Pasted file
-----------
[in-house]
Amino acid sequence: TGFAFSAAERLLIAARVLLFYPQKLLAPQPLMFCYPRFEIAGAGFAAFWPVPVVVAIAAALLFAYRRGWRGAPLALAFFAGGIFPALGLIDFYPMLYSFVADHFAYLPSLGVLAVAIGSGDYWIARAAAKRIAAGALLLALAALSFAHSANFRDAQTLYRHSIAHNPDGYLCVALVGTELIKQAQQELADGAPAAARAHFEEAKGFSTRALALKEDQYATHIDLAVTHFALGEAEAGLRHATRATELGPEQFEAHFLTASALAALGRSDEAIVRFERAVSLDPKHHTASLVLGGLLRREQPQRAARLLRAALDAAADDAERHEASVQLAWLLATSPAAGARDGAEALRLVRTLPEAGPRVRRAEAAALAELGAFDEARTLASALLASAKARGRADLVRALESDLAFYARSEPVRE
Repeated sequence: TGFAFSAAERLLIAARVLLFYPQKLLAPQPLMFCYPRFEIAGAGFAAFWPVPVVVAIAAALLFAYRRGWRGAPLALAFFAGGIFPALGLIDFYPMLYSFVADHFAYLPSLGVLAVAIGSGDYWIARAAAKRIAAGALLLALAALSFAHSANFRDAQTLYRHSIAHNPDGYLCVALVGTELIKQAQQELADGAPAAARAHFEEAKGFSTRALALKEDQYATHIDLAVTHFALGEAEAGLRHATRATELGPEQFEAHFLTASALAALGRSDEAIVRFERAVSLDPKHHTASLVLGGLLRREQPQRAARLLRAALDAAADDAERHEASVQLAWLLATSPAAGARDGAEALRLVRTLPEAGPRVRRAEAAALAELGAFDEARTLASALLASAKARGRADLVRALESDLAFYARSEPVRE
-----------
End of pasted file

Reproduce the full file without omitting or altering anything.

[in-house]
Amino acid sequence: TGFAFSAAERLLIAARVLLFYPQKLLAPQPLMFCYPRFEIAGAGFAAFWPVPVVVAIAAALLFAYRRGWRGAPLALAFFAGGIFPALGLIDFYPMLYSFVADHFAYLPSLGVLAVAIGSGDYWIARAAAKRIAAGALLLALAALSFAHSANFRDAQTLYRHSIAHNPDGYLCVALVGTELIKQAQQELADGAPAAARAHFEEAKGFSTRALALKEDQYATHIDLAVTHFALGEAEAGLRHATRATELGPEQFEAHFLTASALAALGRSDEAIVRFERAVSLDPKHHTASLVLGGLLRREQPQRAARLLRAALDAAADDAERHEASVQLAWLLATSPAAGARDGAEALRLVRTLPEAGPRVRRAEAAALAELGAFDEARTLASALLASAKARGRADLVRALESDLAFYARSEPVRE
Repeated sequence: TGFAFSAAERLLIAARVLLFYPQKLLAPQPLMFCYPRFEIAGAGFAAFWPVPVVVAIAAALLFAYRRGWRGAPLALAFFAGGIFPALGLIDFYPMLYSFVADHFAYLPSLGVLAVAIGSGDYWIARAAAKRIAAGALLLALAALSFAHSANFRDAQTLYRHSIAHNPDGYLCVALVGTELIKQAQQELADGAPAAARAHFEEAKGFSTRALALKEDQYATHIDLAVTHFALGEAEAGLRHATRATELGPEQFEAHFLTASALAALGRSDEAIVRFERAVSLDPKHHTASLVLGGLLRREQPQRAARLLRAALDAAADDAERHEASVQLAWLLATSPAAGARDGAEALRLVRTLPEAGPRVRRAEAAALAELGAFDEARTLASALLASAKARGRADLVRALESDLAFYARSEPVRE